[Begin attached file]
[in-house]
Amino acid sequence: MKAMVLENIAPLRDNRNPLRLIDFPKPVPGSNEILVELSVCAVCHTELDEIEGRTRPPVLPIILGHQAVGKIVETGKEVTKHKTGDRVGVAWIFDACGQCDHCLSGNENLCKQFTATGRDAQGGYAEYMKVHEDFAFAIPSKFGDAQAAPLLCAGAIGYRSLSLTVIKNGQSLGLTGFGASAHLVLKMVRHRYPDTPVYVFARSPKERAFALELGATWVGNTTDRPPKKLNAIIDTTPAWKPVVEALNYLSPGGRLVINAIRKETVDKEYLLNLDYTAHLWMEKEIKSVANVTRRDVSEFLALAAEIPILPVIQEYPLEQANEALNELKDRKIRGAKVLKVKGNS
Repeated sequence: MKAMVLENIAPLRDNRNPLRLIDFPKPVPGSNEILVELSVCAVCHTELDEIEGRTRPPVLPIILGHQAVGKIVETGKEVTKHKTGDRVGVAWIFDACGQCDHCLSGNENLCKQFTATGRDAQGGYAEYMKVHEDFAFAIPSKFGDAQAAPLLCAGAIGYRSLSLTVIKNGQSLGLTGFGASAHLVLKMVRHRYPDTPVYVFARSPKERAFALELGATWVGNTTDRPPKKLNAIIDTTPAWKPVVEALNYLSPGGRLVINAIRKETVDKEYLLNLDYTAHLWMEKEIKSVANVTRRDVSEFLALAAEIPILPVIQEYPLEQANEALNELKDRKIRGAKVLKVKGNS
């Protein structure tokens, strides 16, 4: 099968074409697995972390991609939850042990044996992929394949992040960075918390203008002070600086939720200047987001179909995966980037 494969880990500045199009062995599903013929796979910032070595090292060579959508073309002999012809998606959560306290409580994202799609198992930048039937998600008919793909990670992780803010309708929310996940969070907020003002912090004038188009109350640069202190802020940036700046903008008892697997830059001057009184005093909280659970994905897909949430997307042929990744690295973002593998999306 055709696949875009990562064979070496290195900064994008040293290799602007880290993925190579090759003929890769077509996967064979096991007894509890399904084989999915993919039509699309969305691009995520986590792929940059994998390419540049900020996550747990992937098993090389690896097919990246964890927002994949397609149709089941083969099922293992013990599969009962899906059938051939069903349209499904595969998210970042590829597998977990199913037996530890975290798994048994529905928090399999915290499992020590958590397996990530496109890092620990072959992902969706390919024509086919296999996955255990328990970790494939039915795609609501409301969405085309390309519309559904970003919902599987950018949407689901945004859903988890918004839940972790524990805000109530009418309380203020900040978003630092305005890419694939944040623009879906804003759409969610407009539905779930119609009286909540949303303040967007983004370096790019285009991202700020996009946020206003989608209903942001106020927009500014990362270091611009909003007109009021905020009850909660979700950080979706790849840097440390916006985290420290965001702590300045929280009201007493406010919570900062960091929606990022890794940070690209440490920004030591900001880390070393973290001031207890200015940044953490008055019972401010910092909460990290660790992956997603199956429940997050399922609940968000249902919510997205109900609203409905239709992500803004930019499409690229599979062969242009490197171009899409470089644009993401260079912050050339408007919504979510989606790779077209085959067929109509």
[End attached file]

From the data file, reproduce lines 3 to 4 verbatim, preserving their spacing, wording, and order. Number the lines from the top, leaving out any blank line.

Repeated sequence: MKAMVLENIAPLRDNRNPLRLIDFPKPVPGSNEILVELSVCAVCHTELDEIEGRTRPPVLPIILGHQAVGKIVETGKEVTKHKTGDRVGVAWIFDACGQCDHCLSGNENLCKQFTATGRDAQGGYAEYMKVHEDFAFAIPSKFGDAQAAPLLCAGAIGYRSLSLTVIKNGQSLGLTGFGASAHLVLKMVRHRYPDTPVYVFARSPKERAFALELGATWVGNTTDRPPKKLNAIIDTTPAWKPVVEALNYLSPGGRLVINAIRKETVDKEYLLNLDYTAHLWMEKEIKSVANVTRRDVSEFLALAAEIPILPVIQEYPLEQANEALNELKDRKIRGAKVLKVKGNS
């Protein structure tokens, strides 16, 4: 099968074409697995972390991609939850042990044996992929394949992040960075918390203008002070600086939720200047987001179909995966980037 494969880990500045199009062995599903013929796979910032070595090292060579959508073309002999012809998606959560306290409580994202799609198992930048039937998600008919793909990670992780803010309708929310996940969070907020003002912090004038188009109350640069202190802020940036700046903008008892697997830059001057009184005093909280659970994905897909949430997307042929990744690295973002593998999306 055709696949875009990562064979070496290195900064994008040293290799602007880290993925190579090759003929890769077509996967064979096991007894509890399904084989999915993919039509699309969305691009995520986590792929940059994998390419540049900020996550747990992937098993090389690896097919990246964890927002994949397609149709089941083969099922293992013990599969009962899906059938051939069903349209499904595969998210970042590829597998977990199913037996530890975290798994048994529905928090399999915290499992020590958590397996990530496109890092620990072959992902969706390919024509086919296999996955255990328990970790494939039915795609609501409301969405085309390309519309559904970003919902599987950018949407689901945004859903988890918004839940972790524990805000109530009418309380203020900040978003630092305005890419694939944040623009879906804003759409969610407009539905779930119609009286909540949303303040967007983004370096790019285009991202700020996009946020206003989608209903942001106020927009500014990362270091611009909003007109009021905020009850909660979700950080979706790849840097440390916006985290420290965001702590300045929280009201007493406010919570900062960091929606990022890794940070690209440490920004030591900001880390070393973290001031207890200015940044953490008055019972401010910092909460990290660790992956997603199956429940997050399922609940968000249902919510997205109900609203409905239709992500803004930019499409690229599979062969242009490197171009899409470089644009993401260079912050050339408007919504979510989606790779077209085959067929109509």